Today we’ll talk about number 7 on the list and that’s the advantage of low and ultimately no debt. If you’re a follower of some of the investment gurus out there like Dave Ramsey or others, you know their teachings concentrate on staying out of debt. What’s the old saying, the debtor is slave to the lender. It is true that until that debt is paid back, some portion of your earnings has to be allocated repaying the debt or the phone calls are going to start and ultimately the loss of some possession. At the very least if it was money borrowed from a friend or family member, then there is always going to be the hurt feelings and strains on the relationship.
Let’s go back to the earlier scenario we talked about in previous post, what if you lost your job or your spouse lost their job. For most people that’s a serious personal disaster. But if you had no debt, no credit card debt, no home mortgage or no car loans to pay, how serious would a job loss in the short term be for you? On the other hand a big house mortgage payment, two new cars in the driveway, several credit cards with sizeable balances owed, add on some student loan debt, and you have the average American family debt load.
I’m sure there are other well known advisors on personal finance other than Dave Ramsey but he’s the one I’m most familiar with and his teachings make a lot of sense. He preaches living within your means, living off a budget, and staying out of debt. From the standpoint of being a prepper I can see distinct advantages to this type of lifestyle. For example if I have decided I want to start storing food so I have 30 to 60 to 90 days in my house, if I use his budget guidelines, I can lay a plan to make my purchases over time and achieve my goal. If I’ve decided I need a generator or solar panels then I create a line in my budget spreadsheet to save the money for that purchase. I save the money and pay cash, no purchases with credit. Some of Ramsey’s resources are free on the Internet others you need spend a little and attend the classes, or you can purchase one of his books or DVD’s. (Check your local library). I use one of his budget forms in an Excel spreadsheet that we modified the categories for the additional things we found important to budget for.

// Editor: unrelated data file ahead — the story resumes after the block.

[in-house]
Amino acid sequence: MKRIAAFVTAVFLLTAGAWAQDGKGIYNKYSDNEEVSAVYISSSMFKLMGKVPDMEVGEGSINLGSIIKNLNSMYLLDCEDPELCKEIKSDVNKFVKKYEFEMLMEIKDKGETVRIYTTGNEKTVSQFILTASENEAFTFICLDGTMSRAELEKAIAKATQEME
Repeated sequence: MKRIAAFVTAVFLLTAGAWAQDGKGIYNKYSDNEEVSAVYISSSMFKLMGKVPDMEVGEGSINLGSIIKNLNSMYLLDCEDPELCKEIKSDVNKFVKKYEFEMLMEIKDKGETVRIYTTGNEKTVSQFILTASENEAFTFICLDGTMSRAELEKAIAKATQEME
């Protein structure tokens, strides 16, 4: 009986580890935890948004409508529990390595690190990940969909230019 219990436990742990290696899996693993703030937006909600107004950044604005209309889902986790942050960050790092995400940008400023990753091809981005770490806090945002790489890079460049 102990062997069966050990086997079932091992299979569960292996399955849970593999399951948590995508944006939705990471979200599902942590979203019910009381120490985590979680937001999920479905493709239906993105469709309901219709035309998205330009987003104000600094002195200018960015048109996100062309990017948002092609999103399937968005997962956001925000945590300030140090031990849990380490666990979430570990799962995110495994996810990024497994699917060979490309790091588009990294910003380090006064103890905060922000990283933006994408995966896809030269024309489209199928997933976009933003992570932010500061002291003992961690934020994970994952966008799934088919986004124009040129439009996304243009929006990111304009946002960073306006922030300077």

Not only does being out of debt benefit you and your family if there are no major disasters in your lifetime, it’s one of the commonalities for events. If nothing major happens, wouldn’t you be better off debt free and able to purchase the things you need and want as you can afford them and improve your preparedness. The advantage to being out of debt should things really get bad is you would be able to keep the things that you own, no worries of repossession if you didn’t have an income for whatever reason to keep up the payments. If the Po hits the fan on a higher level you’d be better prepared to deal with expenses as they come up.
As a side bar, do not neglect adequate insurance coverage for you home, automobile, health and life, they are investments that should be studied and made wisely. A bad localized storm that knocks a tree down on your house could be a major financial set back or an irritation and inconvenience depending on if you had adequate insurance coverage or not. Insurance can enable you to keep what you have if something goes wrong and not end up in huge debt because you didn’t invest the time and money.